Changes needed to HMRC’s exemptions for R&D tax relief on data licences

Date: April 5, 2022

The Government is reforming R&D tax relief, and has opened a consultation into the proposed changes. In the first of a three part series of blogs, Catax analyses what areas need a second look, starting with data licences and with overseas expenditure and advance notice of claims to follow.

The announcement in the last Autumn Statement that R&D tax relief qualifying costs would soon cover data and cloud computing was a welcome step and much needed.

This area is constantly evolving and has become increasingly important to innovating companies. Its introduction modernises the scheme, ensuring the legislation keeps pace with new technologies and trends.

Cloud computing regularly crops up in R&D claims when businesses need to rent remote machines as they require more computing power, or when they need more storage capacity. Data is also often required for R&D purposes such as for machine learning or artificial intelligence, among many other uses.

Businesses carrying out R&D regularly make licence payments to purchase datasets for their project. Meanwhile, data processing and software also come with associated costs.

As ever though, the devil is the detail. HMRC has since published its proposals in greater depth as part of a consultation, to which Catax has responded. There are a few problem areas that we think need a second look.

Under the proposals, licence payments for datasets would be excluded from relief if the client:

In Catax’s view, these exceptions are likely to render the inclusion of data licences unworkable because they will exclude costs that the core legislation appears in favour of including.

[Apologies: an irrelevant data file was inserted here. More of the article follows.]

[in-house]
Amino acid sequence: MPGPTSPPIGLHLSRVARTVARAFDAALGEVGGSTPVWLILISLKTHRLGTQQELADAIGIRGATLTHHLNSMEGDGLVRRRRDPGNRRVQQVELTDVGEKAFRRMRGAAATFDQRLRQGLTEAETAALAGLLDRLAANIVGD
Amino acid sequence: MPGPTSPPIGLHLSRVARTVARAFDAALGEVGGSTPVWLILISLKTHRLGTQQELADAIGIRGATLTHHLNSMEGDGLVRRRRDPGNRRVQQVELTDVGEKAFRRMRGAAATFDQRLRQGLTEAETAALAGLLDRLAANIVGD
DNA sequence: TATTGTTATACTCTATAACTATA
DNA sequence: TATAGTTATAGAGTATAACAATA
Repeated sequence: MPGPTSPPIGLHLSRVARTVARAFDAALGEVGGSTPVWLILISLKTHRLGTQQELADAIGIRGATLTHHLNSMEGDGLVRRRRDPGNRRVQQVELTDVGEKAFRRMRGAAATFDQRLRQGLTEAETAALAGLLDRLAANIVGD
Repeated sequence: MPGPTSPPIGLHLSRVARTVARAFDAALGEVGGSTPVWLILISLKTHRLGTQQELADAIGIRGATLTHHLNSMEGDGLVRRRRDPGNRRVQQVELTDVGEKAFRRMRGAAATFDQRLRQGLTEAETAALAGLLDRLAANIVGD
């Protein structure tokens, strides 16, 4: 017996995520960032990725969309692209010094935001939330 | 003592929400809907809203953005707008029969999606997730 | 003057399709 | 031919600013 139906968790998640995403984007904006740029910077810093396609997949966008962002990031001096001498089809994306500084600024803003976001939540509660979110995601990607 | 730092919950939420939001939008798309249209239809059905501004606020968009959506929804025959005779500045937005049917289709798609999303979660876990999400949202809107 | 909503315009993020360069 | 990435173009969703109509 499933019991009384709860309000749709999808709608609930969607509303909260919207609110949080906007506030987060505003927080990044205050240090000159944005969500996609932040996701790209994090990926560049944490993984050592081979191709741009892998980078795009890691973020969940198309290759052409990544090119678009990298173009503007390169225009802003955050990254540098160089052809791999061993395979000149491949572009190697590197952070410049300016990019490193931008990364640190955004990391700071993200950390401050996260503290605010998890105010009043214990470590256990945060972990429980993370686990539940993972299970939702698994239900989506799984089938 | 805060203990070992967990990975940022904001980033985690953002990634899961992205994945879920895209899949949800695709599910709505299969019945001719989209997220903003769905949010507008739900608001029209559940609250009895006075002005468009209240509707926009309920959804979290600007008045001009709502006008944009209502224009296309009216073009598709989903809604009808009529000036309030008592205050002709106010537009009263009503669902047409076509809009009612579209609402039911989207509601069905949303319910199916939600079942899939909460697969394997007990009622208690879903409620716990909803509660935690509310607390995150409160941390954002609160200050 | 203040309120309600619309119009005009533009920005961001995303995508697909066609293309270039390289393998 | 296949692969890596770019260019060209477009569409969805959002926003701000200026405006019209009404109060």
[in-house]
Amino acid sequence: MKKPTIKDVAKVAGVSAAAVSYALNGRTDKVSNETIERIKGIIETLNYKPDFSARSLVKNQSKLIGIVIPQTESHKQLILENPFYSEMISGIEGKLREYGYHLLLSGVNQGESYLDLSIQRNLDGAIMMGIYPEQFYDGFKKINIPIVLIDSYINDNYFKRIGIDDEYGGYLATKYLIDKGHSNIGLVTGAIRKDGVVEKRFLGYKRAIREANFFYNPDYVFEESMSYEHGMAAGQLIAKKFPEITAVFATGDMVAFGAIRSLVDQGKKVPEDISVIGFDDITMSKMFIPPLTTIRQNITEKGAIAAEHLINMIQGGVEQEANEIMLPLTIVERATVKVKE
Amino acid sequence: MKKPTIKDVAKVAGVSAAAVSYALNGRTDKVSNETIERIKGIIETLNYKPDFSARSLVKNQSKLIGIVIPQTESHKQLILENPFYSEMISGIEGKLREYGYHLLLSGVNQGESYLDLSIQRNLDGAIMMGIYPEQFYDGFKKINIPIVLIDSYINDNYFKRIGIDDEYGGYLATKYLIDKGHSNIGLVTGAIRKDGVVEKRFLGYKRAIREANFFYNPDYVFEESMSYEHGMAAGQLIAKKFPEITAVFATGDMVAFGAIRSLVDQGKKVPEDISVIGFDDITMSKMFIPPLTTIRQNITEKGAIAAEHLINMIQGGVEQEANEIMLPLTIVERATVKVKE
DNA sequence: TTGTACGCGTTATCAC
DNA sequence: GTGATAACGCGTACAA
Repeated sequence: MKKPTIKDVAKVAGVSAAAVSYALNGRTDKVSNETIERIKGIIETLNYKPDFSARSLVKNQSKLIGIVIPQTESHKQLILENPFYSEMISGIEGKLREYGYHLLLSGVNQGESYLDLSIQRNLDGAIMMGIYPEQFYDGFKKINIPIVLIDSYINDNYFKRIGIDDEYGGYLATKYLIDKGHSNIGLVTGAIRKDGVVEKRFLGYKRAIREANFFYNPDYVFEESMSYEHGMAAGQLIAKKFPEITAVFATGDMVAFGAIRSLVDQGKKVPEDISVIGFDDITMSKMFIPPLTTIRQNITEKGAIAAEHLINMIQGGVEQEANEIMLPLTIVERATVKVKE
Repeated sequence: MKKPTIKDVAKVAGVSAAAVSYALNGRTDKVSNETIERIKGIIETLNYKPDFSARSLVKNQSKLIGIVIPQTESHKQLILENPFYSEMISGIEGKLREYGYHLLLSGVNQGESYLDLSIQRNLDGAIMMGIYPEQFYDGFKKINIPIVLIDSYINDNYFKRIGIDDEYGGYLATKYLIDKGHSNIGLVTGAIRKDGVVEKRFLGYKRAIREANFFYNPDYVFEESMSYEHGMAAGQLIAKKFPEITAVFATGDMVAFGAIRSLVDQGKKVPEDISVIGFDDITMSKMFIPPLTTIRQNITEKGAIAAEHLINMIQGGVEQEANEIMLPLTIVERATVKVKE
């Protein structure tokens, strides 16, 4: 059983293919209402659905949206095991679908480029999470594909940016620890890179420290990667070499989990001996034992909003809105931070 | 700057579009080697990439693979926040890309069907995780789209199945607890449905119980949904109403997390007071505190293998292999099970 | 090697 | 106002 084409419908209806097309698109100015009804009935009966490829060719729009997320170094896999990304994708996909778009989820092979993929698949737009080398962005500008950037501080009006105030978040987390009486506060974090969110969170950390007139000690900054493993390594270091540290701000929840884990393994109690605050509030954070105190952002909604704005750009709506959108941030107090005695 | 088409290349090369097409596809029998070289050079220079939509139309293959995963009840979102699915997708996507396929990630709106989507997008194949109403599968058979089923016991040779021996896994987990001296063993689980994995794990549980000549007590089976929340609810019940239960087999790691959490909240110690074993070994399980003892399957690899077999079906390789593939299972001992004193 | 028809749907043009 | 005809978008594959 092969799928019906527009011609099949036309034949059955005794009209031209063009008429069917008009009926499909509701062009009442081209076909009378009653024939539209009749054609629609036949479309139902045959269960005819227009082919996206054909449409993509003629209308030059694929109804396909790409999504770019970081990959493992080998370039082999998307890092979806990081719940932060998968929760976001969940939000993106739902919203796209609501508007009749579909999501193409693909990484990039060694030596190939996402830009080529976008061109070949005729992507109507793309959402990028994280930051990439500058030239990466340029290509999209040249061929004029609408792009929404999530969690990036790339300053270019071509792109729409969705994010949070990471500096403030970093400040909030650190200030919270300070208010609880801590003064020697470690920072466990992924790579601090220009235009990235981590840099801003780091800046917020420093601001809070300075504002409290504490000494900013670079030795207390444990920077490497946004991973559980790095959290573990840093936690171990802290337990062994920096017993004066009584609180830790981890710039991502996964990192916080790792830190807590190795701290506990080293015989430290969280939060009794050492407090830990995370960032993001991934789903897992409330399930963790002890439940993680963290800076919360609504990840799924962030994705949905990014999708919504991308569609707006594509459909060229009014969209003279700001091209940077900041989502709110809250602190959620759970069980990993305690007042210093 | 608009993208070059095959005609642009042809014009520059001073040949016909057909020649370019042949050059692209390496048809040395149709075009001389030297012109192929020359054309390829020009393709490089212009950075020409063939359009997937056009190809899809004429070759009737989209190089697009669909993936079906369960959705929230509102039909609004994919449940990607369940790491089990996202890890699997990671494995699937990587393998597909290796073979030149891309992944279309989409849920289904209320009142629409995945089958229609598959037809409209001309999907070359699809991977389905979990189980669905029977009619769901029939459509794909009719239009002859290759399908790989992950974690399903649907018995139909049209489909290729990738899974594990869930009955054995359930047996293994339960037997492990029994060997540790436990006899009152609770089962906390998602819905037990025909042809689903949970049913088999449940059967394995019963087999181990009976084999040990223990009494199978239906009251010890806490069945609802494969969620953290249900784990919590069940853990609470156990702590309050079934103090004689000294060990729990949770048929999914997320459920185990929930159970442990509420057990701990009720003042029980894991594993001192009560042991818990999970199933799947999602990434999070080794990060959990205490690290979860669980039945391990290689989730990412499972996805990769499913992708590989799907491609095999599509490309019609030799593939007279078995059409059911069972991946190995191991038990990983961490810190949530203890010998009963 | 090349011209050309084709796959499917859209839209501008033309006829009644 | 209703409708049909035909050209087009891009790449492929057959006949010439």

Let’s revisit the first exclusion, over the right to resell data.

It’s common for resale rights to form part of data licences. However, you might identify a need for raw data as a pivotal part of your project and not realise that a clause exists which allows you to resell it. This clause is even more likely to be missed if you have no intention of reselling the data at the outset.

If your company can show that the R&D activity could not have taken place without purchasing the dataset, then a right of resale over that data has no bearing on its original purpose. Yet you would not be allowed to claim.

Meanwhile, the exclusion of relief if you have the right to publish, share or communicate the raw data to a third party is similarly problematic.

It is possible that — when dealing with investors, clients, funders, partners, contractors and others — a company may need to share the data to prove a project’s validity or enter a tender process with third parties, who may never use the data. Given subcontractors are often involved in claims, the term ‘third party’ would, at the very least, need further definition so that the legislation only excluded those not involved in the R&D activity.

Finally, the third exception excludes the costs associated with data licences where there are ongoing rights of use, beyond the term of the R&D project. This, too, presents a number of difficulties.

It’s very common for R&D projects to have no defined end date and, for this reason, it is normal and perfectly reasonable for potential R&D claimants to seek data that has no restriction on ongoing use. They simply can’t say with certainty how their project will evolve.

If all the issues above can be catered for, then the expanded scope of the R&D tax relief scheme presents exciting opportunities for innovating companies.

Catax will continue to monitor the way the claims rules are evolving and awaits HMRC’s decisions with interest.

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